Yamamoto, R., Tomi, R., Shinzawa, M., Yoshimura, R., Ozaki, S., Nakanishi, K., Ide, S., Nagatomo, I., Nishida, M., Yamauchi-Takihara, K., Kudo, T., & Moriyama, T. (2021). Associations of Skipping Breakfast, Lunch, and Dinner with Weight Gain and Overweight/Obesity in University Students: A Retrospective Cohort Study. Nutrients, 13(1), 271. https://doi.org/10.3390/nu13010271

The Author

Nicole Golden

Nicole Golden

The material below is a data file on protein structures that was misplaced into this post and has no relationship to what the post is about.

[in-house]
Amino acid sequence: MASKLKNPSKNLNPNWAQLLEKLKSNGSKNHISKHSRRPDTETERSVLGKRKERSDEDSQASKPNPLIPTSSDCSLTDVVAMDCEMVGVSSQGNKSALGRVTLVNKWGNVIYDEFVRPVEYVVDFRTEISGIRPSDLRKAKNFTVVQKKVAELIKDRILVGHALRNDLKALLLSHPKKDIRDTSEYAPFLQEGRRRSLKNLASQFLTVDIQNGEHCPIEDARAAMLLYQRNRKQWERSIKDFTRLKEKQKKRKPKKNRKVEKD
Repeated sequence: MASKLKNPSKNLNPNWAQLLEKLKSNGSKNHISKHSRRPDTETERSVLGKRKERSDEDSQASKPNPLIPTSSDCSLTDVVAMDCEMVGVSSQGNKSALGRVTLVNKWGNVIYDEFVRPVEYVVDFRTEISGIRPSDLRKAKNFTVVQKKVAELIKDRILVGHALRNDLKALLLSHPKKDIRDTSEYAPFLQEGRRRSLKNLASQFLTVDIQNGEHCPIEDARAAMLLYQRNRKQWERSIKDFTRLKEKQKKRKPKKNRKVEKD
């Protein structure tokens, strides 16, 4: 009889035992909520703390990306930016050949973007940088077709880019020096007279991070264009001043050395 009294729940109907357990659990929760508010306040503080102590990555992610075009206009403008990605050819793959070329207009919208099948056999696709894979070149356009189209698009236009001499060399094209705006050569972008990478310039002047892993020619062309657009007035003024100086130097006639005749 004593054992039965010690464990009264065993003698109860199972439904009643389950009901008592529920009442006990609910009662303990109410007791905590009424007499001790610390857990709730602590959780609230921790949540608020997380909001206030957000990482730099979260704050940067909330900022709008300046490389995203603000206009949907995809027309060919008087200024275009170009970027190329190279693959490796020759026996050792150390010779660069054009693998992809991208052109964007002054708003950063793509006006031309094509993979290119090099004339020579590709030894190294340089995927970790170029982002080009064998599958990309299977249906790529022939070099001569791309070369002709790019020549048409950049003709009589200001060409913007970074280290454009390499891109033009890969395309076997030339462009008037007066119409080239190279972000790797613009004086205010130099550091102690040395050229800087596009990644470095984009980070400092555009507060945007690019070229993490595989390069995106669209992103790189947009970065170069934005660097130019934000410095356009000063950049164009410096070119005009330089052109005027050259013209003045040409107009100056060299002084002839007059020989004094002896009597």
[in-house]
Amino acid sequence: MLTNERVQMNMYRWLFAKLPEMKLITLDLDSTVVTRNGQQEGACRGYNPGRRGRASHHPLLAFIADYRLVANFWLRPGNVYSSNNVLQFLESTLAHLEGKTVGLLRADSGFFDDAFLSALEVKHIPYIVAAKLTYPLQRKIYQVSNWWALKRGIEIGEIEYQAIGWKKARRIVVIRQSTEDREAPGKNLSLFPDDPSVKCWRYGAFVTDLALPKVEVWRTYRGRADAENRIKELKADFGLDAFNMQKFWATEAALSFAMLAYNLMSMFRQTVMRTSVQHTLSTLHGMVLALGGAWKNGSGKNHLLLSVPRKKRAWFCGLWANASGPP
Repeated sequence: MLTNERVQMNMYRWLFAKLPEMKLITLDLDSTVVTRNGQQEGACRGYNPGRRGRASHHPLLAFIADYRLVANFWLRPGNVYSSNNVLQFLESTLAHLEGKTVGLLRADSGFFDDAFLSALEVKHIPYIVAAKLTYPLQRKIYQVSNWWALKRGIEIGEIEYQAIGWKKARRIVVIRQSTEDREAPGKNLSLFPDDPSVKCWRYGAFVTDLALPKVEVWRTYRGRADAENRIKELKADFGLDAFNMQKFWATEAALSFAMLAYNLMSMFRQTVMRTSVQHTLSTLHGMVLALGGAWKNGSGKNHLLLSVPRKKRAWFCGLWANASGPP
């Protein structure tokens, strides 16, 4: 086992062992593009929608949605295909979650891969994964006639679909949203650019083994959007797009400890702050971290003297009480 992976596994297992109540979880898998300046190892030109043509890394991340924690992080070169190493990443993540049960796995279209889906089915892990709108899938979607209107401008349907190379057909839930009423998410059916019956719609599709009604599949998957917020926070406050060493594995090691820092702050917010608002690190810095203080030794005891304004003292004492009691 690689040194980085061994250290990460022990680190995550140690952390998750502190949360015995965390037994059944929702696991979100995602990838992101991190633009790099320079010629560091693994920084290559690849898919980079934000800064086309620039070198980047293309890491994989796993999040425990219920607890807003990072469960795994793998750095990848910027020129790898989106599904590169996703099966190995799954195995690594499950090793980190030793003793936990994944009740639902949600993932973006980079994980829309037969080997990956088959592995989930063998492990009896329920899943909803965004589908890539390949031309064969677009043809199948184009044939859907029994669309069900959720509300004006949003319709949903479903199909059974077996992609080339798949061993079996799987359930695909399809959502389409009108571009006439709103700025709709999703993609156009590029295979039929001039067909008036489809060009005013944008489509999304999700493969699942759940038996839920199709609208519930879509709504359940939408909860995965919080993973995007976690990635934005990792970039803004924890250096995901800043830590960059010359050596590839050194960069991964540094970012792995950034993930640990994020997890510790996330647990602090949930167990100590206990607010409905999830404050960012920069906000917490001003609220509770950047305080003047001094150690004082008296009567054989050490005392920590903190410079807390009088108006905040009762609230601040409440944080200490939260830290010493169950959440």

Nicole Golden has been a health/fitness professional since 2014 when she left the field of education to pursue a full-time career in fitness. Nicole holds a Master of Science degree from Concordia University Chicago in Applied Exercise Science with a concentration in Sports Nutrition. She is an NASM Master Trainer, CES, FNS, BCS, CSCS (NSCA) and AFAA certified group fitness instructor. Nicole is a sports nutritionist (CISSN) certified through the International Society of Sports Nutrition. She is the owner of FWF Wellness where she specializes in corrective exercise, nutrition coaching, and training special populations. She has a great deal of experience working with a wide variety of clients including female athletes, cancer survivors, older adults with medical comorbidities, and clients who have undergone bariatric surgery. She also has a special interest in coaching clients in recovery from Substance Use Disorders. Nicole enjoys spending time with her husband and five children when she is not training clients or teaching fitness classes. Follow her on LinkedIn!